Little League World Series: Why ESPN's LLWS Is a World Wide Joke

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Little League World Series: Why ESPN's LLWS Is a World Wide Joke

First of all, let me go ahead and say that these kids are probably better baseball players than I am.

I play high school baseball, and I certainly am not saying these kids do not have talent.

However, why in the world is the Little League World Series on ESPN?

Last night, I came home and turned my television to ESPN to see what was showing. Instead of seeing one of the ten Major League Baseball games being played, I find the regional portion of 12- and 13-year-old kids playing baseball.

I would much rather watch professionals play baseball than kids who, according to ESPN announcers, can do nothing wrong.

I have tried to watch the Little League World Series. It has been given several chances by me. But the following situations occur far too often to make the games enjoyable.

In a game between Montana and Washington in the Regional Semifinals, the Washington hitter hit a ground ball to the opposing first baseman. With a runner on first, the Montana first baseman then tagged the base.

This is a good start to a simple double play. All he has to do is throw the ball to second base, resulting in a tag of the runner to end the inning.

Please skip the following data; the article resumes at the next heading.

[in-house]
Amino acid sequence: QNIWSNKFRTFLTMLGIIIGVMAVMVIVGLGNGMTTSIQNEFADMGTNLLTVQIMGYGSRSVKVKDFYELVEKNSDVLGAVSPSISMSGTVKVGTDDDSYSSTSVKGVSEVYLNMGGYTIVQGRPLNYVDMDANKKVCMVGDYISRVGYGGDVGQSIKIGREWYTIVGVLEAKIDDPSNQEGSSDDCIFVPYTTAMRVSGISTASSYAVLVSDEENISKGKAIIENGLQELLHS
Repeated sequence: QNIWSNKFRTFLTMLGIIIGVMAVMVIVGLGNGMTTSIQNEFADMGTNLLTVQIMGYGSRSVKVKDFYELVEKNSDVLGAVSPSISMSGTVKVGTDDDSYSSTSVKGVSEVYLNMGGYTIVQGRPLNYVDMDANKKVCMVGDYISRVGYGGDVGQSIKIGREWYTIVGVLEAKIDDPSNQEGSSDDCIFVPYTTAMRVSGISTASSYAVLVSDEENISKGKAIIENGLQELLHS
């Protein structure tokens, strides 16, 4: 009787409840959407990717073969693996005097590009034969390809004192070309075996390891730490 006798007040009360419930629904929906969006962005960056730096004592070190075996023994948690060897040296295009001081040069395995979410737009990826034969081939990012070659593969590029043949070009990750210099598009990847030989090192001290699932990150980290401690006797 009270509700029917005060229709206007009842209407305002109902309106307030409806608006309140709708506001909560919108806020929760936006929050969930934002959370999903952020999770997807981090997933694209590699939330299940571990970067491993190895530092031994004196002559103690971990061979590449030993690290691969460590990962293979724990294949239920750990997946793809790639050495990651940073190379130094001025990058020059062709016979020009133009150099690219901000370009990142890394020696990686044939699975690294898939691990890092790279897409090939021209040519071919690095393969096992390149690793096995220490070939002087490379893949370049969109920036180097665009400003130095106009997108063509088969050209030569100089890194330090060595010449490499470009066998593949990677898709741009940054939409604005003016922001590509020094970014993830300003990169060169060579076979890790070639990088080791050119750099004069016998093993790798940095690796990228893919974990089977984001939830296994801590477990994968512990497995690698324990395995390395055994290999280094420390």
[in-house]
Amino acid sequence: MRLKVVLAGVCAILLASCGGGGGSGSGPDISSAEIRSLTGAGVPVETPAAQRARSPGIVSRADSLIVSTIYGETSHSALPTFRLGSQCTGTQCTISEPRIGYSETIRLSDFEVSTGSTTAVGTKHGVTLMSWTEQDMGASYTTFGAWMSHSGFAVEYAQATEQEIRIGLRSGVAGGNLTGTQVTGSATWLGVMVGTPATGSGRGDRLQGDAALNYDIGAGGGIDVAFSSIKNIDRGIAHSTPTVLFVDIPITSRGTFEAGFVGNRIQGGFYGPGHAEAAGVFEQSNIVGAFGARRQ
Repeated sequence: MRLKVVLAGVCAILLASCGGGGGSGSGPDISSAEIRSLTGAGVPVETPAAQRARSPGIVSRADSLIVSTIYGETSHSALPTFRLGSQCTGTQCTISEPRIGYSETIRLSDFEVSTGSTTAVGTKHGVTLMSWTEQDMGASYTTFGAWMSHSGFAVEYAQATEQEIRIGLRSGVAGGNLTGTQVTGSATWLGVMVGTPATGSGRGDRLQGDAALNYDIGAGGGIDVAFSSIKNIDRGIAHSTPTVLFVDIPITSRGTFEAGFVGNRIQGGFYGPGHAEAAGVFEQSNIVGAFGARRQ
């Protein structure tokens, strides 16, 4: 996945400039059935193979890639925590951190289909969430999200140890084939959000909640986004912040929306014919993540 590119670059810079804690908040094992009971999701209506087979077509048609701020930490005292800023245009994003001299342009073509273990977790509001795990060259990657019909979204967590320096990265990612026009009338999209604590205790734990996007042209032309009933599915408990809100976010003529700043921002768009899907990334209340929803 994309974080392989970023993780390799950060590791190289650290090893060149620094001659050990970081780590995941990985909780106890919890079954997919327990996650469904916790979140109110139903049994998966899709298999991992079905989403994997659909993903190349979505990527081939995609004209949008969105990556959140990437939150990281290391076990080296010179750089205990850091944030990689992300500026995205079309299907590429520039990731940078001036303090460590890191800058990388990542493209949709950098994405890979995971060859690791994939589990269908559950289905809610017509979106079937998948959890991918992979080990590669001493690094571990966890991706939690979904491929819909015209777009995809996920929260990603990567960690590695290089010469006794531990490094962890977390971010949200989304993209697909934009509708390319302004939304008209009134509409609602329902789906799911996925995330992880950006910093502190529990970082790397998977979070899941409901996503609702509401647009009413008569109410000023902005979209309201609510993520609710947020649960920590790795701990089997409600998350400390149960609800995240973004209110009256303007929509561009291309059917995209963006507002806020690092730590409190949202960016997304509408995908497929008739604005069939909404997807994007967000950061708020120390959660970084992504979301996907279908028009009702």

Right?

Well, instead of throwing the ball to second, the first baseman begins to run towards the runner.

For one, this is not proper procedure for this situation. Also, a player should never run a base runner toward the advance base. The runner returns to first safely after a delayed throw from the first baseman.

When I was that age, this would have resulted in a bit of yelling from my coach.

Instead, the ESPN announcers dismiss the issue and talk about the tremendous stop made at first on a routine ground ball.

Now, I know that these kids are only 12 and 13 years old.

However, I did not even play Little League baseball.

I played Dixie Youth and never even neared that World Series.

If I would have known what to do at the age, shouldn't a kid on national television, playing on one of the best Little League teams in the country know the same?

In addition, all of the kids are huge. Routinely, batters step to the plate that are 5'9" at age 12.

These guys are on national television, very big, and talented. However, mistakes are dismissed and routine plays are made out to be incredible.

I can understand broadcasting Little League World Series games on a local television station and maybe putting the semifinals and finals on national television.

But putting the Regional tournaments on ESPN is an incredible stretch. Most sports fans don't want to watch this sort of programming. Preseason football should get the nod over Little League.

Baseball is a great sport, but nationally televising Little Leagues games takes it a bit too far.

 

 

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